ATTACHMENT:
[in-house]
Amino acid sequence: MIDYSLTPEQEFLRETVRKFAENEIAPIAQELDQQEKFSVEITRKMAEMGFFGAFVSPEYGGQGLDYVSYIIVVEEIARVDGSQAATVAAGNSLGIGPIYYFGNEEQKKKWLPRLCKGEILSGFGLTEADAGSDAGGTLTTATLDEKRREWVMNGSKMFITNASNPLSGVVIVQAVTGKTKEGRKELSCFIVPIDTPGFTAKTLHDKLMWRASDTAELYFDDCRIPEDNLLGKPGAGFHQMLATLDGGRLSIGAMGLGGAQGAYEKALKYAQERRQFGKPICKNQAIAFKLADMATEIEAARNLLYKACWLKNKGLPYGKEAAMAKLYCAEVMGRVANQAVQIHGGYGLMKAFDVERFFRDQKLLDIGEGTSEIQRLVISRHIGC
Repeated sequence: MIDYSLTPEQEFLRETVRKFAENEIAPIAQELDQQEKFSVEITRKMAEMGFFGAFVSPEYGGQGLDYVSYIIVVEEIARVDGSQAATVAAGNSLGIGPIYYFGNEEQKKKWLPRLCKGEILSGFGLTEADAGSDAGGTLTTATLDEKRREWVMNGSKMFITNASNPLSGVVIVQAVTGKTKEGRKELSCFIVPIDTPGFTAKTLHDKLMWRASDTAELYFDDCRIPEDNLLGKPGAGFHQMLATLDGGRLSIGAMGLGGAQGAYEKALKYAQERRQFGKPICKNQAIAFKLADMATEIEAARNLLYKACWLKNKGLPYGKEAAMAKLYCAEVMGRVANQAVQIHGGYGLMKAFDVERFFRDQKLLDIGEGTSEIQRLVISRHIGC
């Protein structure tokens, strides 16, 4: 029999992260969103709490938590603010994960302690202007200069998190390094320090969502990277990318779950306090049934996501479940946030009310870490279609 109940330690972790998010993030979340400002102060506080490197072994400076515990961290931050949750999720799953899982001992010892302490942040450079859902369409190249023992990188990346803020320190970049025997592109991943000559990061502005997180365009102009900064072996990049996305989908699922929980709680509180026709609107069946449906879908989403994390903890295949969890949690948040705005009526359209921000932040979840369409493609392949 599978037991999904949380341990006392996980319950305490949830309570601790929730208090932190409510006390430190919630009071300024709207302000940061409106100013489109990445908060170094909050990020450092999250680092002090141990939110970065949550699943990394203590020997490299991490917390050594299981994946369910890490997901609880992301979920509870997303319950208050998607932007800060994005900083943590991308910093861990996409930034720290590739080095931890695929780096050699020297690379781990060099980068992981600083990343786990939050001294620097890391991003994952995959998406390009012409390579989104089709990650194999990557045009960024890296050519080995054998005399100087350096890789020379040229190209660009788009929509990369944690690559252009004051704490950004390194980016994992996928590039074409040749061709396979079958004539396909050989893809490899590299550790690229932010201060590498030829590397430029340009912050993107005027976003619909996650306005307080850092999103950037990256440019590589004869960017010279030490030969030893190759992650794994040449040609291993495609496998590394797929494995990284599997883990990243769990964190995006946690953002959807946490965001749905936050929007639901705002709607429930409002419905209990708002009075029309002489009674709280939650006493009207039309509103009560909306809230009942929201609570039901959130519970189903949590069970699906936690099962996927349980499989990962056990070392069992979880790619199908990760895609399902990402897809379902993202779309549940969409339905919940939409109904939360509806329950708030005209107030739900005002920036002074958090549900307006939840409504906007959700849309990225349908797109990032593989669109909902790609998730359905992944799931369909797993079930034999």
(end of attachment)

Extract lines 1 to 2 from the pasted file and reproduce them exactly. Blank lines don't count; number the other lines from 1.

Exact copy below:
[in-house]
Amino acid sequence: MIDYSLTPEQEFLRETVRKFAENEIAPIAQELDQQEKFSVEITRKMAEMGFFGAFVSPEYGGQGLDYVSYIIVVEEIARVDGSQAATVAAGNSLGIGPIYYFGNEEQKKKWLPRLCKGEILSGFGLTEADAGSDAGGTLTTATLDEKRREWVMNGSKMFITNASNPLSGVVIVQAVTGKTKEGRKELSCFIVPIDTPGFTAKTLHDKLMWRASDTAELYFDDCRIPEDNLLGKPGAGFHQMLATLDGGRLSIGAMGLGGAQGAYEKALKYAQERRQFGKPICKNQAIAFKLADMATEIEAARNLLYKACWLKNKGLPYGKEAAMAKLYCAEVMGRVANQAVQIHGGYGLMKAFDVERFFRDQKLLDIGEGTSEIQRLVISRHIGC